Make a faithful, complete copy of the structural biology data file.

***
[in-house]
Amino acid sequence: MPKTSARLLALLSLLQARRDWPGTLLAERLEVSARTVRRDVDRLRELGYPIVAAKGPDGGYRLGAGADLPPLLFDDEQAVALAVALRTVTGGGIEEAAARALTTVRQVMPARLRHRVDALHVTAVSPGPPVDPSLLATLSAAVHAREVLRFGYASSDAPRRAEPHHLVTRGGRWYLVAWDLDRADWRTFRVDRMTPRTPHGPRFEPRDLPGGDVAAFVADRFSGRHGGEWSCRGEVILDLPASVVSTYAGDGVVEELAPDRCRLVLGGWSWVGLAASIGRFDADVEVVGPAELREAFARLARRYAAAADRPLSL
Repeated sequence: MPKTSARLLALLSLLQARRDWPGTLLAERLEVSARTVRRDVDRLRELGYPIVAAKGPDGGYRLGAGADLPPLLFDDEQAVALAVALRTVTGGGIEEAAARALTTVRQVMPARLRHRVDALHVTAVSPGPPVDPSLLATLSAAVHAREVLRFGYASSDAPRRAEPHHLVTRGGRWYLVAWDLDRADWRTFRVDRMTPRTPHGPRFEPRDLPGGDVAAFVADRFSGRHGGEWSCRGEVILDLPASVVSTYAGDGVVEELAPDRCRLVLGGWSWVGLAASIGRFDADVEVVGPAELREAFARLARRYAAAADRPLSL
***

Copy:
[in-house]
Amino acid sequence: MPKTSARLLALLSLLQARRDWPGTLLAERLEVSARTVRRDVDRLRELGYPIVAAKGPDGGYRLGAGADLPPLLFDDEQAVALAVALRTVTGGGIEEAAARALTTVRQVMPARLRHRVDALHVTAVSPGPPVDPSLLATLSAAVHAREVLRFGYASSDAPRRAEPHHLVTRGGRWYLVAWDLDRADWRTFRVDRMTPRTPHGPRFEPRDLPGGDVAAFVADRFSGRHGGEWSCRGEVILDLPASVVSTYAGDGVVEELAPDRCRLVLGGWSWVGLAASIGRFDADVEVVGPAELREAFARLARRYAAAADRPLSL
Repeated sequence: MPKTSARLLALLSLLQARRDWPGTLLAERLEVSARTVRRDVDRLRELGYPIVAAKGPDGGYRLGAGADLPPLLFDDEQAVALAVALRTVTGGGIEEAAARALTTVRQVMPARLRHRVDALHVTAVSPGPPVDPSLLATLSAAVHAREVLRFGYASSDAPRRAEPHHLVTRGGRWYLVAWDLDRADWRTFRVDRMTPRTPHGPRFEPRDLPGGDVAAFVADRFSGRHGGEWSCRGEVILDLPASVVSTYAGDGVVEELAPDRCRLVLGGWSWVGLAASIGRFDADVEVVGPAELREAFARLARRYAAAADRPLSL